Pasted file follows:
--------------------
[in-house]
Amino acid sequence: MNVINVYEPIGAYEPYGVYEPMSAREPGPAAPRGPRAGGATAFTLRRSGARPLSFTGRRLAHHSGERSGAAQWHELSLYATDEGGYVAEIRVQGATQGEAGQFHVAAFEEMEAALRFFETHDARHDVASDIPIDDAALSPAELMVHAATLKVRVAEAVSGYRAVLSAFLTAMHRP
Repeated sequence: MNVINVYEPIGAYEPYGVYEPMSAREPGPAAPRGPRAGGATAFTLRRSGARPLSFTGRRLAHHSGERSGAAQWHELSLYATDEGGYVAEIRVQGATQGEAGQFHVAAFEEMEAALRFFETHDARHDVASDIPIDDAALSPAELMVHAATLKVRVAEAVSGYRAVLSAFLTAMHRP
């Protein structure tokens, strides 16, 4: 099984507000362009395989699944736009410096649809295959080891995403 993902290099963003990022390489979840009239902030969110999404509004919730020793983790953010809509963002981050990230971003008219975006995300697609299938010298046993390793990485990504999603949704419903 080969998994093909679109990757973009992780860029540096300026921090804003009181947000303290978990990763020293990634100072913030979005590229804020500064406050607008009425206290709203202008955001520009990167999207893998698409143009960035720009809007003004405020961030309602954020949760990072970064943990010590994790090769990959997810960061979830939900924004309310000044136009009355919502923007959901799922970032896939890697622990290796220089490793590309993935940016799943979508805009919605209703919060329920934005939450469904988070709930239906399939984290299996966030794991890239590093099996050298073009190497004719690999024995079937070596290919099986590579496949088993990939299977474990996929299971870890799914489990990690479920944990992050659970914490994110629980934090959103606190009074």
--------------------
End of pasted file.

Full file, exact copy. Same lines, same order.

[in-house]
Amino acid sequence: MNVINVYEPIGAYEPYGVYEPMSAREPGPAAPRGPRAGGATAFTLRRSGARPLSFTGRRLAHHSGERSGAAQWHELSLYATDEGGYVAEIRVQGATQGEAGQFHVAAFEEMEAALRFFETHDARHDVASDIPIDDAALSPAELMVHAATLKVRVAEAVSGYRAVLSAFLTAMHRP
Repeated sequence: MNVINVYEPIGAYEPYGVYEPMSAREPGPAAPRGPRAGGATAFTLRRSGARPLSFTGRRLAHHSGERSGAAQWHELSLYATDEGGYVAEIRVQGATQGEAGQFHVAAFEEMEAALRFFETHDARHDVASDIPIDDAALSPAELMVHAATLKVRVAEAVSGYRAVLSAFLTAMHRP
């Protein structure tokens, strides 16, 4: 099984507000362009395989699944736009410096649809295959080891995403 993902290099963003990022390489979840009239902030969110999404509004919730020793983790953010809509963002981050990230971003008219975006995300697609299938010298046993390793990485990504999603949704419903 080969998994093909679109990757973009992780860029540096300026921090804003009181947000303290978990990763020293990634100072913030979005590229804020500064406050607008009425206290709203202008955001520009990167999207893998698409143009960035720009809007003004405020961030309602954020949760990072970064943990010590994790090769990959997810960061979830939900924004309310000044136009009355919502923007959901799922970032896939890697622990290796220089490793590309993935940016799943979508805009919605209703919060329920934005939450469904988070709930239906399939984290299996966030794991890239590093099996050298073009190497004719690999024995079937070596290919099986590579496949088993990939299977474990996929299971870890799914489990990690479920944990992050659970914490994110629980934090959103606190009074």